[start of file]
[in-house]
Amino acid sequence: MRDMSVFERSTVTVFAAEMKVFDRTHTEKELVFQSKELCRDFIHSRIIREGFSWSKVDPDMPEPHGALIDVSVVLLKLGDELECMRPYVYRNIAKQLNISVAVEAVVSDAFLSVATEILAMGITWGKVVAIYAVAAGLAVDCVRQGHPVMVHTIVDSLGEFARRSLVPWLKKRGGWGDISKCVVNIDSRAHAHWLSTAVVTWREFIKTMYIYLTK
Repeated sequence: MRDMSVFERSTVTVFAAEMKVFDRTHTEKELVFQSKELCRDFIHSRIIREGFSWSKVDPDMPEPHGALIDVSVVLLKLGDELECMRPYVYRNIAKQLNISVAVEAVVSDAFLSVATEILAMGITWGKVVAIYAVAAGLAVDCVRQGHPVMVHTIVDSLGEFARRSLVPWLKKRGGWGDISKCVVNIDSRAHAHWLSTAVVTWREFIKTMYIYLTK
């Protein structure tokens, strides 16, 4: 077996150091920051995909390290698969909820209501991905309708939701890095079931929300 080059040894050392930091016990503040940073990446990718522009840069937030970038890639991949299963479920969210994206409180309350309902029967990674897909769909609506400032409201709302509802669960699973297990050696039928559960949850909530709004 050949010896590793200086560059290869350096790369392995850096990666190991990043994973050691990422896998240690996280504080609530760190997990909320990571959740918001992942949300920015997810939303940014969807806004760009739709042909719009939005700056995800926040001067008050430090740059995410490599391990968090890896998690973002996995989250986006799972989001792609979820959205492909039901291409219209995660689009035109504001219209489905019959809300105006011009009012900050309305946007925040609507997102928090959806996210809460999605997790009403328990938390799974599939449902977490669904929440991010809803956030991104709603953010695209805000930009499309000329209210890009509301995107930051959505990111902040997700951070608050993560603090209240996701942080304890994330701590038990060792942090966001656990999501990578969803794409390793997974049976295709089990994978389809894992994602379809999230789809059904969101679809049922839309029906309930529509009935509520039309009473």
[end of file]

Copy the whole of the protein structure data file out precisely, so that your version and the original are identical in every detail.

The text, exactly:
[in-house]
Amino acid sequence: MRDMSVFERSTVTVFAAEMKVFDRTHTEKELVFQSKELCRDFIHSRIIREGFSWSKVDPDMPEPHGALIDVSVVLLKLGDELECMRPYVYRNIAKQLNISVAVEAVVSDAFLSVATEILAMGITWGKVVAIYAVAAGLAVDCVRQGHPVMVHTIVDSLGEFARRSLVPWLKKRGGWGDISKCVVNIDSRAHAHWLSTAVVTWREFIKTMYIYLTK
Repeated sequence: MRDMSVFERSTVTVFAAEMKVFDRTHTEKELVFQSKELCRDFIHSRIIREGFSWSKVDPDMPEPHGALIDVSVVLLKLGDELECMRPYVYRNIAKQLNISVAVEAVVSDAFLSVATEILAMGITWGKVVAIYAVAAGLAVDCVRQGHPVMVHTIVDSLGEFARRSLVPWLKKRGGWGDISKCVVNIDSRAHAHWLSTAVVTWREFIKTMYIYLTK
């Protein structure tokens, strides 16, 4: 077996150091920051995909390290698969909820209501991905309708939701890095079931929300 080059040894050392930091016990503040940073990446990718522009840069937030970038890639991949299963479920969210994206409180309350309902029967990674897909769909609506400032409201709302509802669960699973297990050696039928559960949850909530709004 050949010896590793200086560059290869350096790369392995850096990666190991990043994973050691990422896998240690996280504080609530760190997990909320990571959740918001992942949300920015997810939303940014969807806004760009739709042909719009939005700056995800926040001067008050430090740059995410490599391990968090890896998690973002996995989250986006799972989001792609979820959205492909039901291409219209995660689009035109504001219209489905019959809300105006011009009012900050309305946007925040609507997102928090959806996210809460999605997790009403328990938390799974599939449902977490669904929440991010809803956030991104709603953010695209805000930009499309000329209210890009509301995107930051959505990111902040997700951070608050993560603090209240996701942080304890994330701590038990060792942090966001656990999501990578969803794409390793997974049976295709089990994978389809894992994602379809999230789809059904969101679809049922839309029906309930529509009935509520039309009473």